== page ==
German participation in the 4 June protest is being co-organised by the farmers’ association Landwirtschaft verbindet Deutschland (LsV Deutschland). 

The association was borne out of a Facebook group in 2019, when farmers started protesting against stricter environmental and animal welfare regulations introduced by the German government. 

LsV Deutschland has established a reputation for radical action. Its members have blocked motorways and Aldi supermarket’s central warehouse in Germany. They have also dumped piles of manure on crossroads, and protested in front of media offices, claiming they lack real representation in the media. 

“We use harsh words and push legal limits, so if that means we’re hardliners, that’s what we are,” Marc Bernhardt, spokesman of a regional LsV group, told German media

LsV Deutschland shared a video promoting the 4 June protest in its Telegram group, calling on its members to head to Brussels. “We go to Brussels because the farmers’ concerns are taken seriously there and laws are changed or withdrawn. That doesn’t happen at all in Germany,” Thomas Antony, the group’s chairman, told DeSmog. 

However, LsV Deutschland may end up being the only farming group from Germany to join the protest. Even the group Freie Bauern (Free Farmers), which has close links to LsV Deutschland, has no plans to attend. 

Freie Bauern has limited capacity and is currently focusing on politics at the regional and national level, its spokesperson Reinhard Jung told DeSmog. However, he believes that some of its members will be in Brussels on 4 June due to their overlap with the LsV.

Deutscher Bauernverband, a farmers’ union which says it represents 90 percent of the 260,000 farmers in Germany and is a member of Copa-Cogeca, will not participate in the protest. “We don’t know the organisers of the protest, so we can’t recommend our members to join,” said its spokesperson Axel Finkenwirth.

Other groups have also ruled out attending. Some said the protesters are too radical. “I was at the farmers’ protests in Brussels in February. I saw the violence and demonstration of power that many farmers were using. How they flattened barricades. That was very frightening,” said Bernd Schmitz, co-managing director of the farmers association Arbeitsgemeinschaft bäuerliche Landwirtschaft, which represents around 2,500 farmers working on sustainable agriculture.

His association won’t join the protest but Schmitz will attend as an observer. “We are worried about the direction the protest will take,” he said. “The first call from the LsV was quite fierce. That’s why I want to see what’s happening on the ground, what’s being said, which posters are shown.”

The young farmers’ association Bund der Landwirte (BDL), the organic farmers Bund Ökologische Lebensmittelwirtschaft (BÖLW), and the milk farmers’ group BDM will also stay at home.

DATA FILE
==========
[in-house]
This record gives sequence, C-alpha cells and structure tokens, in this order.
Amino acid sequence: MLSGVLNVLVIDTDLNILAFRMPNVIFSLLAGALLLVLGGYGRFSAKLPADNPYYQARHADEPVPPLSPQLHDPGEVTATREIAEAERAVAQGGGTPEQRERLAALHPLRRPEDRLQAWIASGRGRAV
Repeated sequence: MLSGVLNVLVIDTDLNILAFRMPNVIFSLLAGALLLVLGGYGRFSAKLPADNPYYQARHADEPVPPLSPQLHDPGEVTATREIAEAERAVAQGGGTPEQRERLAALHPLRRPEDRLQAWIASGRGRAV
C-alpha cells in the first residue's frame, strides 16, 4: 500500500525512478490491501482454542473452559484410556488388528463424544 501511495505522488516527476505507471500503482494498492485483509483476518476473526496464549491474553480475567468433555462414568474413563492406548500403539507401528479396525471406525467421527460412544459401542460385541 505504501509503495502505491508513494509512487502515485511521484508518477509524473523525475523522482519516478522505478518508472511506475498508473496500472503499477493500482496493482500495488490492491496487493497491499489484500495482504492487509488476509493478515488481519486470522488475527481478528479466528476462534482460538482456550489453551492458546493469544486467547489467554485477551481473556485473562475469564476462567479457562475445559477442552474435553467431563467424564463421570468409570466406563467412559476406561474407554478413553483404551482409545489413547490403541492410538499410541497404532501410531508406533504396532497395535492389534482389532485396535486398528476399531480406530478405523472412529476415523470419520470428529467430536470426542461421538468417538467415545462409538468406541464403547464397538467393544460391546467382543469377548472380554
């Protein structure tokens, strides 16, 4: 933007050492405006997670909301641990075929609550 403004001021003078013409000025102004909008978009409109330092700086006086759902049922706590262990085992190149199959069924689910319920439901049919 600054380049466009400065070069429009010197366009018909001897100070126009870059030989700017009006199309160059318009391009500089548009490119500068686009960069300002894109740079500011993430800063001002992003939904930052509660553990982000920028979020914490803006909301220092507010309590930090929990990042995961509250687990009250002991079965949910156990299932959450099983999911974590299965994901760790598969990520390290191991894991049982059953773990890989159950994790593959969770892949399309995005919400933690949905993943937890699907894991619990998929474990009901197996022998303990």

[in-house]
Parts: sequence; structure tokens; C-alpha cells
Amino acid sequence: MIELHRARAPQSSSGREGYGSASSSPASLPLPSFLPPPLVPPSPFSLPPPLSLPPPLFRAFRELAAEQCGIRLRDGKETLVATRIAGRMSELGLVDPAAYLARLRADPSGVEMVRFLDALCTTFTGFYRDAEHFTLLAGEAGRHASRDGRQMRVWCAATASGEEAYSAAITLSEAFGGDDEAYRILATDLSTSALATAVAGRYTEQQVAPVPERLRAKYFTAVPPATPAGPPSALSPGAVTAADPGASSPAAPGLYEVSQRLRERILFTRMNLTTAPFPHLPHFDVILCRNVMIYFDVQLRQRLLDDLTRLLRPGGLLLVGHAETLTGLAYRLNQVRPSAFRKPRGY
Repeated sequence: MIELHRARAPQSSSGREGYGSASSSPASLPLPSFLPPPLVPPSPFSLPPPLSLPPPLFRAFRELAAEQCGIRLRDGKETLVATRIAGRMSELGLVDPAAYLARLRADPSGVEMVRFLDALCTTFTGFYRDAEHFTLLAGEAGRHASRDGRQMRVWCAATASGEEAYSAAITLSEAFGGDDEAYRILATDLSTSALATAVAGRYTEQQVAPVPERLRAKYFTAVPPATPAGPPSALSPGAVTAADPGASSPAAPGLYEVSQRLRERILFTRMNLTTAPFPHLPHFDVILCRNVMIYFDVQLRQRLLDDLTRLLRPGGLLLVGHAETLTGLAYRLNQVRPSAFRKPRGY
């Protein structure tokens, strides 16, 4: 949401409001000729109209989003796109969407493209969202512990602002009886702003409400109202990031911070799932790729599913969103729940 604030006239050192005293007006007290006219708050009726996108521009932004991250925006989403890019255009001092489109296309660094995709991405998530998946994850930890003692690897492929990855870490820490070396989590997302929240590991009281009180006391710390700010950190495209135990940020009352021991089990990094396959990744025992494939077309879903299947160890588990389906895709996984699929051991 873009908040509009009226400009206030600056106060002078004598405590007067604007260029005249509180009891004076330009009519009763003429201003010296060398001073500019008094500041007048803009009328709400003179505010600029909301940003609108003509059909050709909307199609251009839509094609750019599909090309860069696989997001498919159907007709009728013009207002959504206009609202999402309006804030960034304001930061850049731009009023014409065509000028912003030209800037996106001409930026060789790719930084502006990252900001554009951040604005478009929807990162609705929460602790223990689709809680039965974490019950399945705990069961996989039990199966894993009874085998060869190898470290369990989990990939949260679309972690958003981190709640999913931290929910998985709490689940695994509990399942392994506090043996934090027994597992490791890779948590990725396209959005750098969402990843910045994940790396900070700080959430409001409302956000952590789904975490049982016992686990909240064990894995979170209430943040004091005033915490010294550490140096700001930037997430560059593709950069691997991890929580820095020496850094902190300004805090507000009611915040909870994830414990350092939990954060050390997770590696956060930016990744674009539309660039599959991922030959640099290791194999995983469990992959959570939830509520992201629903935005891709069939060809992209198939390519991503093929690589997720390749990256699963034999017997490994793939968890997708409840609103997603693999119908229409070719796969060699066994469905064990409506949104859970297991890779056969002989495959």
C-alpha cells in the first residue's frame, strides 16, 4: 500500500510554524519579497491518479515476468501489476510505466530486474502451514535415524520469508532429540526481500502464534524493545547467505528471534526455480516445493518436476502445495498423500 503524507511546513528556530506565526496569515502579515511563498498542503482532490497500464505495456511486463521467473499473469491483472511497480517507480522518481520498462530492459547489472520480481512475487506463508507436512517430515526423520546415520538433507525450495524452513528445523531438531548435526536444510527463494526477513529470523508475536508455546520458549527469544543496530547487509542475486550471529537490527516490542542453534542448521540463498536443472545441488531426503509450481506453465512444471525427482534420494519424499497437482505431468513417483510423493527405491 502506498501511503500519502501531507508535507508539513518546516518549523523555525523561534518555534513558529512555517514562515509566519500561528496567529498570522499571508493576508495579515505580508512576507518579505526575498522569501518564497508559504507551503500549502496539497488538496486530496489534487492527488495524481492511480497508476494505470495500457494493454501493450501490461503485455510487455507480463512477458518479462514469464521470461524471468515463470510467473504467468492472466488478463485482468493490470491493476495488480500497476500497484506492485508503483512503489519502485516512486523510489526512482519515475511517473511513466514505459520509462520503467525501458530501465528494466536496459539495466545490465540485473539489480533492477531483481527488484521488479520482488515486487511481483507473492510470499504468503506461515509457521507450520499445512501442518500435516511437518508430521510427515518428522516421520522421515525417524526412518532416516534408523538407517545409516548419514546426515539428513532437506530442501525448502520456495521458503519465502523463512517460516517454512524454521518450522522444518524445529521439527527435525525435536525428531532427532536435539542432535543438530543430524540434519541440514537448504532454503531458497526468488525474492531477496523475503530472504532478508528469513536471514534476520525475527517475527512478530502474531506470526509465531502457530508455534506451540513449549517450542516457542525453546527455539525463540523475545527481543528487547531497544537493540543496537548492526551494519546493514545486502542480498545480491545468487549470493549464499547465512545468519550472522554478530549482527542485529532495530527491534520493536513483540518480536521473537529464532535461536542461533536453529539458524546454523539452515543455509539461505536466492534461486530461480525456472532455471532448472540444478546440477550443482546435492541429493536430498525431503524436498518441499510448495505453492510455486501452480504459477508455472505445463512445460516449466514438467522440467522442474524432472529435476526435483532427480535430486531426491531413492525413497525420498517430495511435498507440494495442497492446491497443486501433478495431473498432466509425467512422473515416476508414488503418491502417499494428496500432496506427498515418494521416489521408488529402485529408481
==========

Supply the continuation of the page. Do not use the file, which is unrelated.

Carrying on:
“Our association wants different things than the farmers that will be in Brussels on 4 June,” BDM spokesperson Hans Foldenauer told DeSmog. “We need to move away from intensification and immense competition. And we need to move towards agricultural production that is sustainable and helps us to generate our main income from the sale of agricultural products again.”

BDM is not part of Copa-Cogeca and is critical of the union’s policies. “Copa-Cogeca is responsible for the fact that we are in this bad situation and that we have a poor market position,” Foldenauer said. 

Why does he think Copa-Cogeca might be calling on its members not to join the protest? “They fear that smoke will rise on 4 June and they want to prevent that,” Foldenauer said.


The hardline Dutch group Farmers Defence Force, which is spearheading the protest, has urged farmers to come together “to defend our way of life, our culture, our businesses, our families”. 

FDF has also shared a list on social media of far-right politicians who will address crowds, including Polish Member of European Parliament (MEP) Dominik Taczynski, and Dutch independent MEP Rob Roos. The list also mentions the appearance of populist Dutch leader Geert van Wilders, and says that former EU climate chief Frans Timmermans is “pending”.

The Dutch farmers association LTO, which has 35,000 members, told DeSmog that it would not be attending the protest. The group said that it preferred to employ different tactics, namely talking and lobbying.

The union referred DeSmog to a statement issued in April, in which they wished the protesters “a good day” and applauded the fact that farmers’ groups were taking multiple kinds of action at the same time. 

“That different organisations take action on different moments contributes to our collective power: together we work hard for a good future for our farmers and horticulturists,” they said.

Despite the conciliatory language, there have been rifts between FDF and more traditional farmers’ groups. 

Speaking from the interior of a tractor, in an address posted on FDF’s YouTube channel, the group’s leader Mark van den Oever has called the actions of LTO “treason” over the Dutch manure crisis, saying that its representatives are the “little slaves” of campaign groups and the ministry of agriculture – rhetoric previously employed by FDF in describing the big farming unions.

Alex Datema, the previous chair of the farmers’ collective BoerenNatuur and now director of food and agri at the Rabobank (a major financier of the EU farming sector), has been openly critical of FDF. In a post on social media platform X, they said the group’s arguments had “run out”.


Coordinadora de Organizaciones de Agricultores y Ganaderos (COAG), the largest farmers’ organisation in Spain, representing more than 150,000 farmers across the country, has said that its members will not join the protest on 4 June. 

“We plan our advocacy independently from what other non-recognised platforms are doing. We are recognised by law (as representatives of farmers), and we act accordingly,” said secretary general Miguel Padilla. However, he claimed that, despite some concessions made by the EU and the Spanish government, “there is still a lot to fight for”.